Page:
I have been studying/working with Wind Energy for a while and, one of my main responsabilities right now is to search for adequate long-term wind speed forecasting models.

However, 2 things strike me about this quest.

  1. Wind speed forecasting is a task of great complexity for wind speed itself is highly stochastic. It depends on climate patterns, regional weather behavior, topography and atmospheric stability, or the lack of thereof, just to mention a few.

  2. The very own idea of "long-term" varies from researcher to researcher. So far I've found authors who claim that 1 to 7 days can be considered long-term (Current status and future advances for wind speed and power forecasting,Jung & Broadwater, 2014); but also those who say one full year is the minimum threshold for long-term forecasting (The quality of weather information for forecasting of intermittent renewable generation, Sokolowska & Hossa, 2014). It's clear that forecasting horizon is highly linked to the aim of your research; therefore, when topics change, so will their forecasting horizons.

a. Isn't there a consensus about what long term means when it deals with wind speed forecasting?

b. Can it be assumed year(s)-long wind speed forecasting withsignificant accuracy is still some far-fetched, wishful thinking?

c. What are some efficient models out there yielding meaningful results?

I would like to hear your ideas/points as long as they can be backed by scientific reasoning. If you could point me out in the direction of research (proofs to your rationale) in long-term wind forecasting, I'd be downright grateful.

In case you have worked with this topic, then I'd enjoy hearing from your own experience.

Thank you so much in advance for all inputs.

  • 1
    $\begingroup$ That's quite a big, sprawly question. Generally, questions here have to be quite specific, to ensure that they are answerable in a paragraph or three. $\endgroup$ – EnergyNumbers Mar 18 '16 at 21:27

Warning: "long-term wind-speed forecasting for generation" has (at least) two very different meanings. One refers to forecasting a distribution of wind speeds; the other refers to hour-by-hour (or half-hour by half-hour) forecasting of wind speeds.

Generally, when we talk about long-term forecasting of wind speeds for wind generation, we're talking about estimating the distribution of wind speeds over the next few years. That is to say, we're not talking about what the wind speed will be exactly two years from today, at 15.00 UTC. We're talking about what the shape of the distribution of the wind speeds will be - maybe in terms of the two parameters of a Weibull distribution, together with some indication of how the distribution varies by time of day, and by season of the year.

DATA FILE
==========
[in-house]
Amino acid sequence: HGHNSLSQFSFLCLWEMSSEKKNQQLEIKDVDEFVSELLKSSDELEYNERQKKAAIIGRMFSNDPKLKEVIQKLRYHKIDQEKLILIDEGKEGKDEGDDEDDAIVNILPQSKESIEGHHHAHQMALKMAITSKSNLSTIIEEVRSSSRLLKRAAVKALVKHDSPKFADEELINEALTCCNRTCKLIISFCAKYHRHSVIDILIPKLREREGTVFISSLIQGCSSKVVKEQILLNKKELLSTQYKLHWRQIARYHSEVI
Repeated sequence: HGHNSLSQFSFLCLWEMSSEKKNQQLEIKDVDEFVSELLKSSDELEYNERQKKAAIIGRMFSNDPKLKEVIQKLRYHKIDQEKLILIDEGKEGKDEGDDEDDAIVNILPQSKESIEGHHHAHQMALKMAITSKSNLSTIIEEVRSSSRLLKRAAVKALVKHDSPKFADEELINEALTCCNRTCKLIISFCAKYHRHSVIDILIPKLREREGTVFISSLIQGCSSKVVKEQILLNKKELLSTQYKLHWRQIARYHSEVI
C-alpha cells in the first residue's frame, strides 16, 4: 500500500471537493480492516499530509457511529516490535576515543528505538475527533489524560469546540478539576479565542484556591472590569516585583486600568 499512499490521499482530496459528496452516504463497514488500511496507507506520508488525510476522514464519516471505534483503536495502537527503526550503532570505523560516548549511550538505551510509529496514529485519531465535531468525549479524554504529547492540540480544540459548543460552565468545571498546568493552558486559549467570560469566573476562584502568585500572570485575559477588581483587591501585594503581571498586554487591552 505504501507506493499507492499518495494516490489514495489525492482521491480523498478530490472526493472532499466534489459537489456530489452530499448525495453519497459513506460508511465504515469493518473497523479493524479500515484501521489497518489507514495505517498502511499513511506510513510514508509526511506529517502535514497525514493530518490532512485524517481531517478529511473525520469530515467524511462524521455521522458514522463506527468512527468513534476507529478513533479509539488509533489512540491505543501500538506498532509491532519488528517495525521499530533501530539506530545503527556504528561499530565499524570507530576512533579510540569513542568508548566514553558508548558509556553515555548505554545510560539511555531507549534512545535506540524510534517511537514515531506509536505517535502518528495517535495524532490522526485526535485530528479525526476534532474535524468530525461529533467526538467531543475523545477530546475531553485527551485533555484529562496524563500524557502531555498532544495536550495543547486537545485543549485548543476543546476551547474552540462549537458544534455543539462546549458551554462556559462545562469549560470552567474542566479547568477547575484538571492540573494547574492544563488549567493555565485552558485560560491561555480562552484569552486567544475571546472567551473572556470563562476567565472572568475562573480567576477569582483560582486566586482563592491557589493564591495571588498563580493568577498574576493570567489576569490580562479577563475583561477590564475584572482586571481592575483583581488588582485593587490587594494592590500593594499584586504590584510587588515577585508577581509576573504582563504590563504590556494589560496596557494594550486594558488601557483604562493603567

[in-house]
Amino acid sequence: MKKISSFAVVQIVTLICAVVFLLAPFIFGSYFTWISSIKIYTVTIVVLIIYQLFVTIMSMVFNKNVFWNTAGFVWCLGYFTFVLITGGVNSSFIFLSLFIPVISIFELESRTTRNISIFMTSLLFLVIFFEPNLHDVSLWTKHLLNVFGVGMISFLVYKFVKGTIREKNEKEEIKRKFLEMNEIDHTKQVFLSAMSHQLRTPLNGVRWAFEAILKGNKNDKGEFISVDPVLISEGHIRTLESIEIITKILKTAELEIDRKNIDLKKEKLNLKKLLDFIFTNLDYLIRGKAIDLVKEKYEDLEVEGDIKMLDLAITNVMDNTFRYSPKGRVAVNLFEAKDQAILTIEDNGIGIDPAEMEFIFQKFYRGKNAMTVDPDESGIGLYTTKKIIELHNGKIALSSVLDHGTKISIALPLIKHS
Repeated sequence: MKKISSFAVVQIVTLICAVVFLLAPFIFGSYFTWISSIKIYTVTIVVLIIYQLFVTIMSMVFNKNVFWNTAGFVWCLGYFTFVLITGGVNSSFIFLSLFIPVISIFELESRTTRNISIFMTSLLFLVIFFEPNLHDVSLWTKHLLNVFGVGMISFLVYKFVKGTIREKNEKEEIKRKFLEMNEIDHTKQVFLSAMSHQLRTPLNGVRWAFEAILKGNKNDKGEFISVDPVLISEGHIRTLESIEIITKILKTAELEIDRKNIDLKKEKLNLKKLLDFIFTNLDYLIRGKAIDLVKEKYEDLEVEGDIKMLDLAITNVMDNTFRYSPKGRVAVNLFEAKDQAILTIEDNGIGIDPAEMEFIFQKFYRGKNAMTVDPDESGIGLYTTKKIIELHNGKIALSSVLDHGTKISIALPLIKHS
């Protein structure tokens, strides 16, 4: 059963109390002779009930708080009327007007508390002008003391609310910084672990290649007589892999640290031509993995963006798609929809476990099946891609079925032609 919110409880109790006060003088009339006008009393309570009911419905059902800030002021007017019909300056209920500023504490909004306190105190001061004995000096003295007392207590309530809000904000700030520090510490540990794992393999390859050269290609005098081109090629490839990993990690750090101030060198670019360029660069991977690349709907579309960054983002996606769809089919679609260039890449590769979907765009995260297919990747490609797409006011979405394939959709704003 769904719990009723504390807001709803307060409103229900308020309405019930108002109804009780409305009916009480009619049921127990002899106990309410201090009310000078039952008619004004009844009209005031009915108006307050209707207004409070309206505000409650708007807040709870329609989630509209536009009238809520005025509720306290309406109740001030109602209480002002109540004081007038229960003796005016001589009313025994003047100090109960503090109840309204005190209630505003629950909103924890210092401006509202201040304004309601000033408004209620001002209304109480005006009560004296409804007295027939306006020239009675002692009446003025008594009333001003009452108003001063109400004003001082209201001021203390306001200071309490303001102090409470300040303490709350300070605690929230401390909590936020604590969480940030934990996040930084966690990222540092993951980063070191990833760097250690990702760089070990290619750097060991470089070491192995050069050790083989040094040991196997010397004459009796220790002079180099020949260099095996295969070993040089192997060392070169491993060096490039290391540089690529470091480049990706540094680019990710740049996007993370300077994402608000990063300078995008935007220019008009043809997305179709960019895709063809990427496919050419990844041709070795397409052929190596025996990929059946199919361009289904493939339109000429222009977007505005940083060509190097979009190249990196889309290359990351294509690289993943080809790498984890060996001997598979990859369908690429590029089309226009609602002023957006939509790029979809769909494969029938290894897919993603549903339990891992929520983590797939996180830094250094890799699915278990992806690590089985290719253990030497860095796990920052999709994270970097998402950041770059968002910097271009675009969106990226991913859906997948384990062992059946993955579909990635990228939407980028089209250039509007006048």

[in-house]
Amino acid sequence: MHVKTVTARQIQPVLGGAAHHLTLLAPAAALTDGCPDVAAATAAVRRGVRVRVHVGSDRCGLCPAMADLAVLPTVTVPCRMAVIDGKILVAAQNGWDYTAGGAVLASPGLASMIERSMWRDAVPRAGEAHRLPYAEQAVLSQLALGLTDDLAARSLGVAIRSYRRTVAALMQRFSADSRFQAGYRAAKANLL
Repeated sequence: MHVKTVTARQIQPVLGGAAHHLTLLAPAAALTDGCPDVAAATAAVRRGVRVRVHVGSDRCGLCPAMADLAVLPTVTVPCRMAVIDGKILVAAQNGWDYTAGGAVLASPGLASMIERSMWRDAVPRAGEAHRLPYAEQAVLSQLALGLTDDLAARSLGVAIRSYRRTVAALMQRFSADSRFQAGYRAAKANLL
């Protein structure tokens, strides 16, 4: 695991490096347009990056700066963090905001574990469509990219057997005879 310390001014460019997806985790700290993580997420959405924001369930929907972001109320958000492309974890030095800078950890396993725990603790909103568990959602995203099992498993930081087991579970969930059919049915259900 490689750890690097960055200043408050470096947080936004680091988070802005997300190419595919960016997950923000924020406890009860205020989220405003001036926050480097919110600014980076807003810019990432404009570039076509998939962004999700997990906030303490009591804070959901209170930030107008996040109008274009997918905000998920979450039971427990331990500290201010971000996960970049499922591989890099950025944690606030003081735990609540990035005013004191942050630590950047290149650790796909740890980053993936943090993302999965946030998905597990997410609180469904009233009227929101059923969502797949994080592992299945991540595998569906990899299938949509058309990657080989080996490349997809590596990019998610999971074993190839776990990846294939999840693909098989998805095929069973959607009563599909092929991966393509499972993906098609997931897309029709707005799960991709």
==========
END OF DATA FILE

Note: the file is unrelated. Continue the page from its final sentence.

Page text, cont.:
There is some skill in hour-by-hour wind speed forecasts up to about two weeks away. But for longer than that, there's very little skill in the models at all. In that regard, if we are talking about hour-by-hour wind speed forecasts, then short term is the next 0.5 - 4 hours, and long-term is 1-2 weeks.

In both cases, I'd look at recent publications from Reading University - David Brayshaw and others - and specifically on the accuracy of wind forecasts for wind generation, I'd also recommend work by Henrik Madsen and Pierre Pinson.

  • $\begingroup$ Thanks so much, @EnergyNumbers! Your answer was very helpful! $\endgroup$ – Mason Beau Mar 19 '16 at 2:34

Wind can be an incredibly localized phenomena, both in the short term and the long term. Although the broad outlines of a long-term wind forecast shouldn't be too complex or controversial, getting the details right will generally require actual on-site measurement. Google wind measurement sodar for some cool tools to do such measurement.

  • $\begingroup$ Thanks, @Daniel Griscom for the input. Are you familiar with any model - or family thereof - that outperforms its competitors? $\endgroup$ – Mason Beau Mar 18 '16 at 19:02
  • $\begingroup$ Unfortunately not. A friend works for a company that makes them (Second Wind), but I only know that they're extremely cool, which isn't exactly what you need for a "buy" decision. $\endgroup$ – Daniel Griscom Mar 18 '16 at 23:57

Your Answer

By clicking “Post Your Answer”, you agree to our terms of service, privacy policy and cookie policy

Not the answer you're looking for? Browse other questions tagged or ask your own question.